+ PNG_INTERLACE_ADAM7)
+
+ compression_type - (must be PNG_COMPRESSION_TYPE_BASE
+ for PNG 1.0)
+
filter_method - (must be PNG_FILTER_TYPE_BASE
for PNG 1.0, and can also be
PNG_INTRAPIXEL_DIFFERENCING if
the PNG datastream is embedded in
a MNG-1.0 datastream)
- compression_type - (must be PNG_COMPRESSION_TYPE_BASE
- for PNG 1.0)
- interlace_type - (PNG_INTERLACE_NONE or
- PNG_INTERLACE_ADAM7)
- Any or all of interlace_type, compression_type, or
- filter_method can be NULL if you are
- not interested in their values.
+ Any of width, height, color_type, bit_depth,
+ interlace_type, compression_type, or filter_method can
+ be NULL if you are not interested in their values.
Note that png_get_IHDR() returns 32-bit data into
the application's width and height variables.
- This is an unsafe situation if these are 16-bit
+ This is an unsafe situation if these are not png_uint_32
variables. In such situations, the
png_get_image_width() and png_get_image_height()
functions described below are safer.
width = png_get_image_width(png_ptr,
info_ptr);
+
height = png_get_image_height(png_ptr,
info_ptr);
+
bit_depth = png_get_bit_depth(png_ptr,
info_ptr);
+
color_type = png_get_color_type(png_ptr,
info_ptr);
- filter_method = png_get_filter_type(png_ptr,
+
+ interlace_type = png_get_interlace_type(png_ptr,
info_ptr);
+
compression_type = png_get_compression_type(png_ptr,
info_ptr);
- interlace_type = png_get_interlace_type(png_ptr,
+
+ filter_method = png_get_filter_type(png_ptr,
info_ptr);
channels = png_get_channels(png_ptr, info_ptr);
+
channels - number of channels of info for the
color type (valid values are 1 (GRAY,
PALETTE), 2 (GRAY_ALPHA), 3 (RGB),
4 (RGB_ALPHA or RGB + filler byte))
+
rowbytes = png_get_rowbytes(png_ptr, info_ptr);
+
rowbytes - number of bytes needed to hold a row
+ This value, the bit_depth, color_type,
+ and the number of channels can change
+ if you use transforms such as
+ png_set_expand(). See
+ png_read_update_info(), below.
signature = png_get_signature(png_ptr, info_ptr);
+
signature - holds the signature read from the
file (if any). The data is kept in
the same offset it would be if the
@@ -1434,18 +1885,62 @@ data has been read, or zero if it is missing. The parameters to the
png_get_<chunk> are set directly if they are simple data types, or a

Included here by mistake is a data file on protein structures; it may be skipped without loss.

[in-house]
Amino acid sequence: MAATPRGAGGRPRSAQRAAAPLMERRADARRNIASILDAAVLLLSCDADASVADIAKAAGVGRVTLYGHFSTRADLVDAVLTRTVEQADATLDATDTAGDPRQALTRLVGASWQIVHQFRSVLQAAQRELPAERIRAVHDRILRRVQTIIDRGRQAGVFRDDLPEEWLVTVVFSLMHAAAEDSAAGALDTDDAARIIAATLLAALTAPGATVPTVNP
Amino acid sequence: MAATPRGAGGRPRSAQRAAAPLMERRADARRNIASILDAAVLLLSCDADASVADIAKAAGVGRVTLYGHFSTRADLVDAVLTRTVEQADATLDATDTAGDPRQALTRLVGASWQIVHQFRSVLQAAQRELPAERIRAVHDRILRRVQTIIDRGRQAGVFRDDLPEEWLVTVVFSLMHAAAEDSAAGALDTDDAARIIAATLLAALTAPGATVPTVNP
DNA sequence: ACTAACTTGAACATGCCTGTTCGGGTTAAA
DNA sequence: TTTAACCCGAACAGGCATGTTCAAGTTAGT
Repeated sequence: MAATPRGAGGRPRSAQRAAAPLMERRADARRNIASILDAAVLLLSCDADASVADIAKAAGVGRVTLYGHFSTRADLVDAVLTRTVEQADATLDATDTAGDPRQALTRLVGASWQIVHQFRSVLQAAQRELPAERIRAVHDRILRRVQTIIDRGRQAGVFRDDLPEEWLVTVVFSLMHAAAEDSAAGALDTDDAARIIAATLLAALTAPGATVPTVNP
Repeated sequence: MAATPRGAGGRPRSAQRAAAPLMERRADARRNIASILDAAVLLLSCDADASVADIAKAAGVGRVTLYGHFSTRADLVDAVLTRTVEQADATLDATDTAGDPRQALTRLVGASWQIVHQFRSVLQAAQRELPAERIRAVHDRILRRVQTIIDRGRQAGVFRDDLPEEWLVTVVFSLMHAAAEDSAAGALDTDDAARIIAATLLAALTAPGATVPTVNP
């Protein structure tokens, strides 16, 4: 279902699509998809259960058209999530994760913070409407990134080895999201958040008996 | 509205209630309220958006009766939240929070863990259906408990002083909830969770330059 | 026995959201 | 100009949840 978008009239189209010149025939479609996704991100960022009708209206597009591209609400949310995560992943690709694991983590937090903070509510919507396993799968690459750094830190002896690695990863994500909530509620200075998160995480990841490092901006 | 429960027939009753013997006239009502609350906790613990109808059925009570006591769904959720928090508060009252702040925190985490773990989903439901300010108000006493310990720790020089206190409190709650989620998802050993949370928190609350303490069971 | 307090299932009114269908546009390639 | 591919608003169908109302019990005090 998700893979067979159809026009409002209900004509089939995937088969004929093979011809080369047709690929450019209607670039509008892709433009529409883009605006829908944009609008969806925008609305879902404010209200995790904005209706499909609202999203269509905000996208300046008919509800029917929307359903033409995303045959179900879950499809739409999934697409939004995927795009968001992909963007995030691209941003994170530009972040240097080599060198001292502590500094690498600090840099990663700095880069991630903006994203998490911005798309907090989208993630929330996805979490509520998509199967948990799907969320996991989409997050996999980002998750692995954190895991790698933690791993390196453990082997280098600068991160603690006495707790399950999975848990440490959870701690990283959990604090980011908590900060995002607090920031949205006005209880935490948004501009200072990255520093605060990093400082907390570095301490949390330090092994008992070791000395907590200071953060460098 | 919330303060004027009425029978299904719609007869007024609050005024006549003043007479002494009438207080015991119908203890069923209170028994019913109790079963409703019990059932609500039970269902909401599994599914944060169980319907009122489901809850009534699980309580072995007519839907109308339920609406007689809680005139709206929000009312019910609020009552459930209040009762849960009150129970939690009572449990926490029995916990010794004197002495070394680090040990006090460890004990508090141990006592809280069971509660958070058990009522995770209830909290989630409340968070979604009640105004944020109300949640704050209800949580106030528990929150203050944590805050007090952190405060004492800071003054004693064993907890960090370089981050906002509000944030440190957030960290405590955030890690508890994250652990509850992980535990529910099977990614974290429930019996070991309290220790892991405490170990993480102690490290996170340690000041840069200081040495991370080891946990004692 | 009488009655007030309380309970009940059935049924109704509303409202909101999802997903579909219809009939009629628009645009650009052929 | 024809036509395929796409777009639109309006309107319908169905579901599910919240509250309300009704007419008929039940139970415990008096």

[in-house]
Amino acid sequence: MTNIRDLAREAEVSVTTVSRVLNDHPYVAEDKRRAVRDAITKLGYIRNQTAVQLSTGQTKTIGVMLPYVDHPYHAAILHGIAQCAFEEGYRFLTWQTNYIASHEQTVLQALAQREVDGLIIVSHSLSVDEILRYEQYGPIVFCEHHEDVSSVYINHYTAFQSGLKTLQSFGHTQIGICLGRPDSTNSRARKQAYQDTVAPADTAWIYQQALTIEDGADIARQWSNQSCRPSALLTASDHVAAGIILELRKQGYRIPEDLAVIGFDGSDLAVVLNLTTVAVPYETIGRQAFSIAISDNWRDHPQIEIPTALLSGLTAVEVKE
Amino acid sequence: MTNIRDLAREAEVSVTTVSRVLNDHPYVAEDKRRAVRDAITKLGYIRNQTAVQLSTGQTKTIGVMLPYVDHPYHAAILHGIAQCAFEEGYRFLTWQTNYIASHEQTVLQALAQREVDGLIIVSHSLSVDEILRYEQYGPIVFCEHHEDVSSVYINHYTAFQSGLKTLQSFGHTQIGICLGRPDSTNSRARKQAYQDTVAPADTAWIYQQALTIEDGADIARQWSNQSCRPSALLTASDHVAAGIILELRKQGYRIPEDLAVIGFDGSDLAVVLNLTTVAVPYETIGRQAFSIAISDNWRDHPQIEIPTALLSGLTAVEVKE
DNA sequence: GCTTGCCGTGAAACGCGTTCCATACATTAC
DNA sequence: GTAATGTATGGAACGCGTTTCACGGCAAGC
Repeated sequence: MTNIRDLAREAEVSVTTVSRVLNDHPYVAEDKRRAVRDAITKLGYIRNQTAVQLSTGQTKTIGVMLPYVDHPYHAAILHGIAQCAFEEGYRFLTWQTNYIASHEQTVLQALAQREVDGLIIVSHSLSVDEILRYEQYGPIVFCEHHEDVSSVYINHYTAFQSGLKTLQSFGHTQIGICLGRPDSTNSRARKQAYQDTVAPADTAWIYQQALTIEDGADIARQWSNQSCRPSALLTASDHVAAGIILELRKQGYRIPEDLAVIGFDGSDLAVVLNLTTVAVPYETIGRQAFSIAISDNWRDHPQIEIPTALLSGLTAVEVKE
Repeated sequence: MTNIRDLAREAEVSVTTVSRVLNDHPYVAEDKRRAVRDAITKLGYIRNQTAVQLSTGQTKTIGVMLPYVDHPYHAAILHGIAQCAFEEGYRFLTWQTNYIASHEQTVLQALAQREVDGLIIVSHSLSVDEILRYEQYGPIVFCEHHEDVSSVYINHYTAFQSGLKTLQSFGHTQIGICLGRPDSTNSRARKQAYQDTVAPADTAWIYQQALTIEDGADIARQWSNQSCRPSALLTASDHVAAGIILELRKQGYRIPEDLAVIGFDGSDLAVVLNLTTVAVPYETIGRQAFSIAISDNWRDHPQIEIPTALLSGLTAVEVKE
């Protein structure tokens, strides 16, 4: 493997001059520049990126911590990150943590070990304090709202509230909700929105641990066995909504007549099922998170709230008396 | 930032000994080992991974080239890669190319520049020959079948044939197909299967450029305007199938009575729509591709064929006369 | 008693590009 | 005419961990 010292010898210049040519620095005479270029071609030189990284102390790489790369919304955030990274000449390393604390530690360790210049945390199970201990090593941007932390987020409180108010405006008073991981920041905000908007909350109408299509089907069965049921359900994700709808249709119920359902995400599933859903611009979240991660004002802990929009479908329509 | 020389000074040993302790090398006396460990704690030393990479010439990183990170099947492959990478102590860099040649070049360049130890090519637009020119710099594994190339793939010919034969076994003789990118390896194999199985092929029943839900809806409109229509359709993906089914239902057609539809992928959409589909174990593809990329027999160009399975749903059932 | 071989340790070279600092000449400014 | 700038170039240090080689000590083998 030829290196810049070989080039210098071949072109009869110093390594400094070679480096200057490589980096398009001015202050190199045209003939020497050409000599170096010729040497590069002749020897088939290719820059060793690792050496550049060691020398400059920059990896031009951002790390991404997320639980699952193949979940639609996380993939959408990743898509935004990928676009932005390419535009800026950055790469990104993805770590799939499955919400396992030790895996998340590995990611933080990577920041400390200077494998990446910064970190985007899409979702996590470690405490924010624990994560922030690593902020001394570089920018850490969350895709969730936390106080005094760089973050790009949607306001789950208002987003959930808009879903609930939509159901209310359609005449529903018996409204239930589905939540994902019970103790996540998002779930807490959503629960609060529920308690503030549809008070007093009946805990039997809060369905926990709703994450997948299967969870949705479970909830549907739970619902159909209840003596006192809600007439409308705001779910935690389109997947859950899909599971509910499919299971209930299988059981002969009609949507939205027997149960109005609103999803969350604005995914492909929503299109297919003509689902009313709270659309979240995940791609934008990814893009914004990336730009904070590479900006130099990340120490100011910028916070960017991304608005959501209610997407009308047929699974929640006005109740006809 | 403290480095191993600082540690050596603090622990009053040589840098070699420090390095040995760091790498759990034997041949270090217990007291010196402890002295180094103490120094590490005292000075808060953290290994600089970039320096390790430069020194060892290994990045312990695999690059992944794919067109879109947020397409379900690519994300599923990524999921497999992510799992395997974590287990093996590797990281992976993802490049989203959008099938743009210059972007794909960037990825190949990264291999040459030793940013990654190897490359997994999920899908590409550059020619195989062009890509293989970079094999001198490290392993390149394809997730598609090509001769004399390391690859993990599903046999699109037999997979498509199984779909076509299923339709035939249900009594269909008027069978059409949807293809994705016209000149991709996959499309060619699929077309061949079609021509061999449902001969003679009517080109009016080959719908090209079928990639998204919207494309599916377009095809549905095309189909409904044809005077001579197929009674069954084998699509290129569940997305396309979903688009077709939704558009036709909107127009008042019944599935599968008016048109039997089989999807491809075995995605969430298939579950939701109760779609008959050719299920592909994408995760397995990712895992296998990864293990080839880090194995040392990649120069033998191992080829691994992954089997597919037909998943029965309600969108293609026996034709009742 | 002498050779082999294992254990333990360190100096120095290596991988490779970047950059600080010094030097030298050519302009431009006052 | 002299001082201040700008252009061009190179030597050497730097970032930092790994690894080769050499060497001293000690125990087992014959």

pointer into the info_ptr is returned for any complex types.
+The colorspace data from gAMA, cHRM, sRGB, iCCP, and sBIT chunks
+is simply returned to give the application information about how the
+image was encoded. Libpng itself only does transformations using the file
+gamma when combining semitransparent pixels with the background color, and,
+since libpng-1.6.0, when converting between 8-bit sRGB and 16-bit linear pixels
+within the simplified API. Libpng also uses the file gamma when converting
+RGB to gray, beginning with libpng-1.0.5, if the application calls
+png_set_rgb_to_gray()).
+
png_get_PLTE(png_ptr, info_ptr, &palette,
&num_palette);
+
palette - the palette for the file
(array of png_color)
+
num_palette - number of entries in the palette
- png_get_gAMA(png_ptr, info_ptr, &gamma);
- gamma - the gamma the file is written
- at (PNG_INFO_gAMA)
+ png_get_gAMA(png_ptr, info_ptr, &file_gamma);
+ png_get_gAMA_fixed(png_ptr, info_ptr, &int_file_gamma);
+
+ file_gamma - the gamma at which the file is
+ written (PNG_INFO_gAMA)
+
+ int_file_gamma - 100,000 times the gamma at which the
+ file is written
+
+ png_get_cHRM(png_ptr, info_ptr, &white_x, &white_y, &red_x,
+ &red_y, &green_x, &green_y, &blue_x, &blue_y)
+ png_get_cHRM_XYZ(png_ptr, info_ptr, &red_X, &red_Y, &red_Z,
+ &green_X, &green_Y, &green_Z, &blue_X, &blue_Y,
+ &blue_Z)
+ png_get_cHRM_fixed(png_ptr, info_ptr, &int_white_x,
+ &int_white_y, &int_red_x, &int_red_y,
+ &int_green_x, &int_green_y, &int_blue_x,
+ &int_blue_y)
+ png_get_cHRM_XYZ_fixed(png_ptr, info_ptr, &int_red_X, &int_red_Y,
+ &int_red_Z, &int_green_X, &int_green_Y,
+ &int_green_Z, &int_blue_X, &int_blue_Y,
+ &int_blue_Z)
+
+ {white,red,green,blue}_{x,y}
+ A color space encoding specified using the
+ chromaticities of the end points and the
+ white point. (PNG_INFO_cHRM)
+
+ {red,green,blue}_{X,Y,Z}
+ A color space encoding specified using the
+ encoding end points - the CIE tristimulus
+ specification of the intended color of the red,
+ green and blue channels in the PNG RGB data.
+ The white point is simply the sum of the three
+ end points. (PNG_INFO_cHRM)
png_get_sRGB(png_ptr, info_ptr, &srgb_intent);
- srgb_intent - the rendering intent (PNG_INFO_sRGB)
+
+ srgb_intent - the rendering intent (PNG_INFO_sRGB)
The presence of the sRGB chunk
means that the pixel data is in the
sRGB color space. This chunk also
@@ -1454,75 +1949,108 @@ pointer into the info_ptr is returned for any complex types.
png_get_iCCP(png_ptr, info_ptr, &name,
&compression_type, &profile, &proflen);